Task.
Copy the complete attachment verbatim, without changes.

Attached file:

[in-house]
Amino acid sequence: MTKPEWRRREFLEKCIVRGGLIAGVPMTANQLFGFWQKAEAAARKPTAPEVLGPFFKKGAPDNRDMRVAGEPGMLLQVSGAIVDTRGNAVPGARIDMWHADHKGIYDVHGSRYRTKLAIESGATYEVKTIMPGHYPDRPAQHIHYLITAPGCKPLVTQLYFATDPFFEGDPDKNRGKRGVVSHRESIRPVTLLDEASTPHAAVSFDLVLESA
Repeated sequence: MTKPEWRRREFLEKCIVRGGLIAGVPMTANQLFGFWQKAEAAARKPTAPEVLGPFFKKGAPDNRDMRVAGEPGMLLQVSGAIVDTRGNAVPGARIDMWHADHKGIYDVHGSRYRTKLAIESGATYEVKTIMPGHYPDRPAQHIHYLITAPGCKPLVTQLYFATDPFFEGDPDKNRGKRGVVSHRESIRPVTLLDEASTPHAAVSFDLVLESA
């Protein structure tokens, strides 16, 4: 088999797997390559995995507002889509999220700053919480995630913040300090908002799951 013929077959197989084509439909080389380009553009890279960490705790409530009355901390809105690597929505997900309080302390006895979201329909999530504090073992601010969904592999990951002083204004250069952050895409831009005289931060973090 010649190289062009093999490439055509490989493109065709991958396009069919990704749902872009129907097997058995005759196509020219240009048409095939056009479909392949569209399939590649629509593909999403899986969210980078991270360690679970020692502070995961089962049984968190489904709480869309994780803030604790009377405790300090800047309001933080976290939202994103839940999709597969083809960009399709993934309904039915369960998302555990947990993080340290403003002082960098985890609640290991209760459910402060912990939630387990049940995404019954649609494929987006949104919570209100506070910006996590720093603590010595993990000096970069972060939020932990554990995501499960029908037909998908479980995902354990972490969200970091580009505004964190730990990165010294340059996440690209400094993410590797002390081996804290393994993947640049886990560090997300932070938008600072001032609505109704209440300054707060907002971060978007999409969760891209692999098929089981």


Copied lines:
[in-house]
Amino acid sequence: MTKPEWRRREFLEKCIVRGGLIAGVPMTANQLFGFWQKAEAAARKPTAPEVLGPFFKKGAPDNRDMRVAGEPGMLLQVSGAIVDTRGNAVPGARIDMWHADHKGIYDVHGSRYRTKLAIESGATYEVKTIMPGHYPDRPAQHIHYLITAPGCKPLVTQLYFATDPFFEGDPDKNRGKRGVVSHRESIRPVTLLDEASTPHAAVSFDLVLESA
Repeated sequence: MTKPEWRRREFLEKCIVRGGLIAGVPMTANQLFGFWQKAEAAARKPTAPEVLGPFFKKGAPDNRDMRVAGEPGMLLQVSGAIVDTRGNAVPGARIDMWHADHKGIYDVHGSRYRTKLAIESGATYEVKTIMPGHYPDRPAQHIHYLITAPGCKPLVTQLYFATDPFFEGDPDKNRGKRGVVSHRESIRPVTLLDEASTPHAAVSFDLVLESA
């Protein structure tokens, strides 16, 4: 088999797997390559995995507002889509999220700053919480995630913040300090908002799951 013929077959197989084509439909080389380009553009890279960490705790409530009355901390809105690597929505997900309080302390006895979201329909999530504090073992601010969904592999990951002083204004250069952050895409831009005289931060973090 010649190289062009093999490439055509490989493109065709991958396009069919990704749902872009129907097997058995005759196509020219240009048409095939056009479909392949569209399939590649629509593909999403899986969210980078991270360690679970020692502070995961089962049984968190489904709480869309994780803030604790009377405790300090800047309001933080976290939202994103839940999709597969083809960009399709993934309904039915369960998302555990947990993080340290403003002082960098985890609640290991209760459910402060912990939630387990049940995404019954649609494929987006949104919570209100506070910006996590720093603590010595993990000096970069972060939020932990554990995501499960029908037909998908479980995902354990972490969200970091580009505004964190730990990165010294340059996440690209400094993410590797002390081996804290393994993947640049886990560090997300932070938008600072001032609505109704209440300054707060907002971060978007999409969760891209692999098929089981």